On Tuesday, the Sixth Circuit Court of Appeals in Ohio upheld a 2004 Ohio law that restricts the use of the drug RU-486, also known as mifepristone or the "abortion pill". The ruling bans the use of RU-486 beyond seven weeks, making a surgical procedure the only option for women seeking to terminate a pregnancy.
This puts women at greater risk due to the more invasive nature of a surgical abortion. Judge Karen Nelson Moore, who cast the lone dissenting vote in the decision, wrote, "We simply should not conclude as a matter of law that every woman who would prefer a medical abortion would be equally likely to obtain a surgical abortion." Gary Dougherty, Planned Parenthood state legislative director said, "This decision puts ideology over science, and bans a safe method of abortion early in pregnancy."
In early September, an Idaho court blocked the case of a woman who had been criminally charged for terminating her pregnancy with RU-486 instead of traveling to a clinic or hospital as required by state law. The court found that this Idaho law does not apply to pregnant women themselves, but rather to professionals like doctors who conduct abortion procedures.
10/31/2014 Federal Judge Exempts Another Catholic University from Birth Control Coverage - A federal judge ruled Tuesday that Ave Maria University, a Catholic university in Florida, does not have to comply with federal rules meant to ensure that covered employees can exercise their right to obtain birth control at no cost.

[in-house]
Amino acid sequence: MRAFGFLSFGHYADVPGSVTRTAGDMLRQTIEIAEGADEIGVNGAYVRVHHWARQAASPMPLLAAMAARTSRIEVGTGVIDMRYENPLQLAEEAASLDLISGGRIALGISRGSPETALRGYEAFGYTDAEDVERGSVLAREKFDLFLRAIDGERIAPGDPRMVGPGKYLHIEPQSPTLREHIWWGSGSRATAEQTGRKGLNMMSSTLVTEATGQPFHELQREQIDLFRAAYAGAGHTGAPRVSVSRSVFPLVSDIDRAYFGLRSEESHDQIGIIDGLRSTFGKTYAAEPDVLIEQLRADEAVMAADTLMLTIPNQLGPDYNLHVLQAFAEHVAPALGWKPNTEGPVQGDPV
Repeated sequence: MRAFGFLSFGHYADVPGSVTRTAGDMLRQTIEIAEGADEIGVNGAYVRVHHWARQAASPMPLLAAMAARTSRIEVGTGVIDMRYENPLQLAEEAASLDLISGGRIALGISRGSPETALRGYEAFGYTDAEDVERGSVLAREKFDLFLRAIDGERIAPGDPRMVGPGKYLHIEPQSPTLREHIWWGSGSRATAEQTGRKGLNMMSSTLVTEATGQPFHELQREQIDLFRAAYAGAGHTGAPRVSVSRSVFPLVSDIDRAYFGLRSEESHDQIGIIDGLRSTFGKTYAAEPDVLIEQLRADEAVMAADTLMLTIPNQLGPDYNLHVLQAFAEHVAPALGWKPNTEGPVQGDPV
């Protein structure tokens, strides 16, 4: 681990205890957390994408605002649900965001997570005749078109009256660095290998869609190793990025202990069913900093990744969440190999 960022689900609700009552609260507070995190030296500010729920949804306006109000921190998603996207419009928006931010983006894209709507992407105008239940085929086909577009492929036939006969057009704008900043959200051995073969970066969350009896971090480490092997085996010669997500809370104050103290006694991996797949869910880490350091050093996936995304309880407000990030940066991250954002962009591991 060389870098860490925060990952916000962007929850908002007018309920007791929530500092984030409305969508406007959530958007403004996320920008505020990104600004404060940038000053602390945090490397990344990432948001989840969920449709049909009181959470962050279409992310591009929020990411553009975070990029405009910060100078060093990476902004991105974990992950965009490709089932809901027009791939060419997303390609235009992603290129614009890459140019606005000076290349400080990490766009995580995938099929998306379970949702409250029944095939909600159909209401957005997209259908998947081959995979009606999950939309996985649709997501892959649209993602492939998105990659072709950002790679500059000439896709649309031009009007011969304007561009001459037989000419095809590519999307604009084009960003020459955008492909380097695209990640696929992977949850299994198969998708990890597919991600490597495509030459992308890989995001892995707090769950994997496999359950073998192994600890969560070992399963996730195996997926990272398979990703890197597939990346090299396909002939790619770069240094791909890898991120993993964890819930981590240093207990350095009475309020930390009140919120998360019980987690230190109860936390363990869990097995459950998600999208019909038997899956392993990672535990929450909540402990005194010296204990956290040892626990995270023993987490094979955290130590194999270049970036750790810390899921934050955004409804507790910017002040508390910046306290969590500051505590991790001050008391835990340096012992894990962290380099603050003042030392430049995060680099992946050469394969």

The Affordable Care Act requires all new health insurance plans to cover all FDA-approved contraceptives - such as the pill, emergency contraceptives, and IUDs - without charging co-pays, deductibles or co-insurance. . . .
10/31/2014 Women of Color in Tennessee Are United in Opposition to Amendment 1 - Just days before the general election in Tennessee, a coalition of community leaders, clergy, and advocates led a press conference encouraging women of color to vote no on Amendment 1, a dangerous and far-reaching measure on the state's ballot.
SisterReach, a grassroots organization focused on "empowering, organizing, and mobilizing women and girls in the community around their reproductive and sexual health to make informed decisions about themselves," organized the press conference "to call attention to the unique concerns Black and poor communities throughout Shelby County and across the state of Tennessee face on a daily basis" and to emphasize how the upcoming election "could further limit [black women's] reproductive, economic, political, and social autonomy."
"We assemble today to impress upon black women and women of color, many of whom are heads of households, to get out and vote," said SisterReacher Founder and CEO Cherisse Scott at the event.
SisterReach has been educating voters about the particularly dangerous impact of Amendment 1 on women of color. . . .
10/30/2014 Medication Abortion Access Threatened by Oklahoma Court Ruling - An Oklahoma state district court judge has refused to block a state law restricting medication abortion, clearing the way for the law to go into affect on November 1.
The Oklahoma Coalition for Reproductive Justice, together with a local abortion clinic in Tulsa, challenged HB 2684 in September, arguing that the law was an unconstitutional restriction on non-surgical abortion in the earliest weeks of pregnancy. . . .